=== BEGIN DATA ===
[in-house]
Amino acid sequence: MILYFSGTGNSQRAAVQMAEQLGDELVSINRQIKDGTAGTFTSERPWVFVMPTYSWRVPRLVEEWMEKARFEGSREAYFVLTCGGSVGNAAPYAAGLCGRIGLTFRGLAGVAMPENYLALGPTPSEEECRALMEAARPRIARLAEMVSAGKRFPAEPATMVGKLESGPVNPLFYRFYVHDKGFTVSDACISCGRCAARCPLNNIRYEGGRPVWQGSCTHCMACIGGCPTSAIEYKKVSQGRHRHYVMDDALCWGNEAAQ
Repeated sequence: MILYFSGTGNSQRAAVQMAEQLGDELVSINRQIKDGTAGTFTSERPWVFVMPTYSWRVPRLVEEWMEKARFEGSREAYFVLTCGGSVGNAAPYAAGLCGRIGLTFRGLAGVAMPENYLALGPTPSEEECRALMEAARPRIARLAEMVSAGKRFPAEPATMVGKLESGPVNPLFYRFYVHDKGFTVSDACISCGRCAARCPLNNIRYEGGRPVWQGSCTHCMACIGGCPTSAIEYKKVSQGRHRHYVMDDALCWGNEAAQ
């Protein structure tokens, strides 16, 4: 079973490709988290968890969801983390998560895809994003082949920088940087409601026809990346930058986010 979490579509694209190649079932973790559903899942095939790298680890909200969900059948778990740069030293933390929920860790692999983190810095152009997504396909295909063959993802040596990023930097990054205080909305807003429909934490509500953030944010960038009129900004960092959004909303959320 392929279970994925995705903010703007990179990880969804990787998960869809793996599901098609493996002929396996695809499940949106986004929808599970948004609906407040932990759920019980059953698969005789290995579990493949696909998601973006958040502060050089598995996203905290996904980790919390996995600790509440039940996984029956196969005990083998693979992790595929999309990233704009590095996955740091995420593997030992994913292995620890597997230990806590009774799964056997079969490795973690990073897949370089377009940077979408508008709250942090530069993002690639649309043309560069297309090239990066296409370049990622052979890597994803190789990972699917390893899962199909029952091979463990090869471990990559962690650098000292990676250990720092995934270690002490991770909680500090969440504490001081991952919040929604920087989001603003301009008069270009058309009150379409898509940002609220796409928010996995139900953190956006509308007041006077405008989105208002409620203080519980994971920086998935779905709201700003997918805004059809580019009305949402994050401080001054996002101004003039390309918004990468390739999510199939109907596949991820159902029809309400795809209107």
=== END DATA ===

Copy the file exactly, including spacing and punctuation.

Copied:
[in-house]
Amino acid sequence: MILYFSGTGNSQRAAVQMAEQLGDELVSINRQIKDGTAGTFTSERPWVFVMPTYSWRVPRLVEEWMEKARFEGSREAYFVLTCGGSVGNAAPYAAGLCGRIGLTFRGLAGVAMPENYLALGPTPSEEECRALMEAARPRIARLAEMVSAGKRFPAEPATMVGKLESGPVNPLFYRFYVHDKGFTVSDACISCGRCAARCPLNNIRYEGGRPVWQGSCTHCMACIGGCPTSAIEYKKVSQGRHRHYVMDDALCWGNEAAQ
Repeated sequence: MILYFSGTGNSQRAAVQMAEQLGDELVSINRQIKDGTAGTFTSERPWVFVMPTYSWRVPRLVEEWMEKARFEGSREAYFVLTCGGSVGNAAPYAAGLCGRIGLTFRGLAGVAMPENYLALGPTPSEEECRALMEAARPRIARLAEMVSAGKRFPAEPATMVGKLESGPVNPLFYRFYVHDKGFTVSDACISCGRCAARCPLNNIRYEGGRPVWQGSCTHCMACIGGCPTSAIEYKKVSQGRHRHYVMDDALCWGNEAAQ
């Protein structure tokens, strides 16, 4: 079973490709988290968890969801983390998560895809994003082949920088940087409601026809990346930058986010 979490579509694209190649079932973790559903899942095939790298680890909200969900059948778990740069030293933390929920860790692999983190810095152009997504396909295909063959993802040596990023930097990054205080909305807003429909934490509500953030944010960038009129900004960092959004909303959320 392929279970994925995705903010703007990179990880969804990787998960869809793996599901098609493996002929396996695809499940949106986004929808599970948004609906407040932990759920019980059953698969005789290995579990493949696909998601973006958040502060050089598995996203905290996904980790919390996995600790509440039940996984029956196969005990083998693979992790595929999309990233704009590095996955740091995420593997030992994913292995620890597997230990806590009774799964056997079969490795973690990073897949370089377009940077979408508008709250942090530069993002690639649309043309560069297309090239990066296409370049990622052979890597994803190789990972699917390893899962199909029952091979463990090869471990990559962690650098000292990676250990720092995934270690002490991770909680500090969440504490001081991952919040929604920087989001603003301009008069270009058309009150379409898509940002609220796409928010996995139900953190956006509308007041006077405008989105208002409620203080519980994971920086998935779905709201700003997918805004059809580019009305949402994050401080001054996002101004003039390309918004990468390739999510199939109907596949991820159902029809309400795809209107």